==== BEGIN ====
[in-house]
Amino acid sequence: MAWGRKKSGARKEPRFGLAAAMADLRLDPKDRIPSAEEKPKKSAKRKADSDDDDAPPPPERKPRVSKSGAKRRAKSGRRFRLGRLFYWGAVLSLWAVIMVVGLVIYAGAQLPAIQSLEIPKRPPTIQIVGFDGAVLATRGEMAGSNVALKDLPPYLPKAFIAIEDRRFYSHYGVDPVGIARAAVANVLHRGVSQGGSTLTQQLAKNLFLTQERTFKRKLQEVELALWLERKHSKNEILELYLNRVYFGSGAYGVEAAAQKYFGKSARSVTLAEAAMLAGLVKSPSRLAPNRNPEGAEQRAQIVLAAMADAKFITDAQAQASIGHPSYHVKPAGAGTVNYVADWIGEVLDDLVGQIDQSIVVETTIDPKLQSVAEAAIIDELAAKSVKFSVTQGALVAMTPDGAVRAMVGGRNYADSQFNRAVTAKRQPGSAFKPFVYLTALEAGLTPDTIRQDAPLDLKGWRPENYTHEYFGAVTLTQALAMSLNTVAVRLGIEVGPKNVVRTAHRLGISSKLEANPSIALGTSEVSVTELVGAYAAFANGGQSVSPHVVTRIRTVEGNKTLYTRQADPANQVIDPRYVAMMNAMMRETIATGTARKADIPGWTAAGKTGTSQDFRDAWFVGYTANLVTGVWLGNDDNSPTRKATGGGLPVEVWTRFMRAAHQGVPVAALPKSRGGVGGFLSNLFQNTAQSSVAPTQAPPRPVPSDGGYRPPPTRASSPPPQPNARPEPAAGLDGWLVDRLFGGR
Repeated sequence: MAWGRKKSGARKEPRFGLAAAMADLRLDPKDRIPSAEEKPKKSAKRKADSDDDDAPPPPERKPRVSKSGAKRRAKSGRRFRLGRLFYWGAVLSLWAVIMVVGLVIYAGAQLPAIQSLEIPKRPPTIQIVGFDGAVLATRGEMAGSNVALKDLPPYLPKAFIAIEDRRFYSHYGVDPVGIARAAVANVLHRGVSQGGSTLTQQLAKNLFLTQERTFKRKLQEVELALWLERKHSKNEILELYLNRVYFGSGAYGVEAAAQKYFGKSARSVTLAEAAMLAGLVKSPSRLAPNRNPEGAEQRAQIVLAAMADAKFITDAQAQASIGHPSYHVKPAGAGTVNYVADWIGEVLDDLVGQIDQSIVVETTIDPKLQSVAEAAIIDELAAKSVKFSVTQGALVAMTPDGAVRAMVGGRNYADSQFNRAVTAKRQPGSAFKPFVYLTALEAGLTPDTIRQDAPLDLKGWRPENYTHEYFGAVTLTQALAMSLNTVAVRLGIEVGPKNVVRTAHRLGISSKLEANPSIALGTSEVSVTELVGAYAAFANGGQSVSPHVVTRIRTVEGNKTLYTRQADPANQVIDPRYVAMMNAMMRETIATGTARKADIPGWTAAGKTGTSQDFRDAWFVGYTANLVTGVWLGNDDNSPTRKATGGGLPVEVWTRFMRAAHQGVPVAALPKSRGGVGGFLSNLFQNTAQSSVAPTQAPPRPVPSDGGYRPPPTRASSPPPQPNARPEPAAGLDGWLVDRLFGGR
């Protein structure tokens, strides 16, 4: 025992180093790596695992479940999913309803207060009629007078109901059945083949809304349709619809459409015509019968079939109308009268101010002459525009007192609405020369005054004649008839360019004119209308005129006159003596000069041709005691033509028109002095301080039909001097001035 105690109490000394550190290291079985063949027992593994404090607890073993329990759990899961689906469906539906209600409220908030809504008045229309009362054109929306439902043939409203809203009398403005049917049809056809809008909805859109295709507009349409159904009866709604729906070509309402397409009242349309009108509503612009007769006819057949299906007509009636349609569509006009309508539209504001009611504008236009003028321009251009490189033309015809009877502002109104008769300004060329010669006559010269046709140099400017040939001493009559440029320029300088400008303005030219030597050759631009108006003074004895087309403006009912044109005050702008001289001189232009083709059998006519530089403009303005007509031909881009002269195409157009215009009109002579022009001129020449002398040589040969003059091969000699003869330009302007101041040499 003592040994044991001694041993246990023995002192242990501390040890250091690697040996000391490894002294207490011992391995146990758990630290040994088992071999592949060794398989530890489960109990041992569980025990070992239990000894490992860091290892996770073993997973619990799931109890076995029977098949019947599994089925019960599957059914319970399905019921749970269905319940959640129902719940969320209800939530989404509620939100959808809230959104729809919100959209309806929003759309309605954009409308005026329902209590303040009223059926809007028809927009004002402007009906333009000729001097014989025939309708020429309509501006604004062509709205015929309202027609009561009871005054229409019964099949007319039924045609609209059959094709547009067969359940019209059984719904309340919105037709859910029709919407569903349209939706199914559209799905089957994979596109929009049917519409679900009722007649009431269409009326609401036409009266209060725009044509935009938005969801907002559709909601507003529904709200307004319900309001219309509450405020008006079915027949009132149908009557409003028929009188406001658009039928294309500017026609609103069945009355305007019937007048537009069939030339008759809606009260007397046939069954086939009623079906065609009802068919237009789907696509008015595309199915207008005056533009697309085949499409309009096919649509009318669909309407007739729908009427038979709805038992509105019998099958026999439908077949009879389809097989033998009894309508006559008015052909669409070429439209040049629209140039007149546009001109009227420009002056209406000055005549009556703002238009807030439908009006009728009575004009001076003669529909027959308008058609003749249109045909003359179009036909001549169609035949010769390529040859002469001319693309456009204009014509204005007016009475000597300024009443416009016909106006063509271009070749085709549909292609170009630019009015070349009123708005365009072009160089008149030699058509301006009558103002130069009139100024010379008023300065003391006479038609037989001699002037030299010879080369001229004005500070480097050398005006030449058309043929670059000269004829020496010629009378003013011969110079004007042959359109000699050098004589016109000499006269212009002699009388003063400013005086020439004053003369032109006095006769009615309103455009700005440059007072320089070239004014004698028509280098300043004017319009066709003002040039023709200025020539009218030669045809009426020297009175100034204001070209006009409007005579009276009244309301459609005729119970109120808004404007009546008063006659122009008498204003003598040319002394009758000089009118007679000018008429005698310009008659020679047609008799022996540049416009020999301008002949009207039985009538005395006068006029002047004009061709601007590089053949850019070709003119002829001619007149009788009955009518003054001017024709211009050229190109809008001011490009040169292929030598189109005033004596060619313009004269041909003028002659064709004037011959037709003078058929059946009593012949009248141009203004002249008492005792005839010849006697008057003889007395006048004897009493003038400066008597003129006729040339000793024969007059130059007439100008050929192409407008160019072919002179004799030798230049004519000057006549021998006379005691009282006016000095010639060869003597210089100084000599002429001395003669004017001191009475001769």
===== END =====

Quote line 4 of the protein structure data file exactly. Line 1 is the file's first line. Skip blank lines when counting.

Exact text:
């Protein structure tokens, strides 16, 4: 025992180093790596695992479940999913309803207060009629007078109901059945083949809304349709619809459409015509019968079939109308009268101010002459525009007192609405020369005054004649008839360019004119209308005129006159003596000069041709005691033509028109002095301080039909001097001035 105690109490000394550190290291079985063949027992593994404090607890073993329990759990899961689906469906539906209600409220908030809504008045229309009362054109929306439902043939409203809203009398403005049917049809056809809008909805859109295709507009349409159904009866709604729906070509309402397409009242349309009108509503612009007769006819057949299906007509009636349609569509006009309508539209504001009611504008236009003028321009251009490189033309015809009877502002109104008769300004060329010669006559010269046709140099400017040939001493009559440029320029300088400008303005030219030597050759631009108006003074004895087309403006009912044109005050702008001289001189232009083709059998006519530089403009303005007509031909881009002269195409157009215009009109002579022009001129020449002398040589040969003059091969000699003869330009302007101041040499 003592040994044991001694041993246990023995002192242990501390040890250091690697040996000391490894002294207490011992391995146990758990630290040994088992071999592949060794398989530890489960109990041992569980025990070992239990000894490992860091290892996770073993997973619990799931109890076995029977098949019947599994089925019960599957059914319970399905019921749970269905319940959640129902719940969320209800939530989404509620939100959808809230959104729809919100959209309806929003759309309605954009409308005026329902209590303040009223059926809007028809927009004002402007009906333009000729001097014989025939309708020429309509501006604004062509709205015929309202027609009561009871005054229409019964099949007319039924045609609209059959094709547009067969359940019209059984719904309340919105037709859910029709919407569903349209939706199914559209799905089957994979596109929009049917519409679900009722007649009431269409009326609401036409009266209060725009044509935009938005969801907002559709909601507003529904709200307004319900309001219309509450405020008006079915027949009132149908009557409003028929009188406001658009039928294309500017026609609103069945009355305007019937007048537009069939030339008759809606009260007397046939069954086939009623079906065609009802068919237009789907696509008015595309199915207008005056533009697309085949499409309009096919649509009318669909309407007739729908009427038979709805038992509105019998099958026999439908077949009879389809097989033998009894309508006559008015052909669409070429439209040049629209140039007149546009001109009227420009002056209406000055005549009556703002238009807030439908009006009728009575004009001076003669529909027959308008058609003749249109045909003359179009036909001549169609035949010769390529040859002469001319693309456009204009014509204005007016009475000597300024009443416009016909106006063509271009070749085709549909292609170009630019009015070349009123708005365009072009160089008149030699058509301006009558103002130069009139100024010379008023300065003391006479038609037989001699002037030299010879080369001229004005500070480097050398005006030449058309043929670059000269004829020496010629009378003013011969110079004007042959359109000699050098004589016109000499006269212009002699009388003063400013005086020439004053003369032109006095006769009615309103455009700005440059007072320089070239004014004698028509280098300043004017319009066709003002040039023709200025020539009218030669045809009426020297009175100034204001070209006009409007005579009276009244309301459609005729119970109120808004404007009546008063006659122009008498204003003598040319002394009758000089009118007679000018008429005698310009008659020679047609008799022996540049416009020999301008002949009207039985009538005395006068006029002047004009061709601007590089053949850019070709003119002829001619007149009788009955009518003054001017024709211009050229190109809008001011490009040169292929030598189109005033004596060619313009004269041909003028002659064709004037011959037709003078058929059946009593012949009248141009203004002249008492005792005839010849006697008057003889007395006048004897009493003038400066008597003129006729040339000793024969007059130059007439100008050929192409407008160019072919002179004799030798230049004519000057006549021998006379005691009282006016000095010639060869003597210089100084000599002429001395003669004017001191009475001769």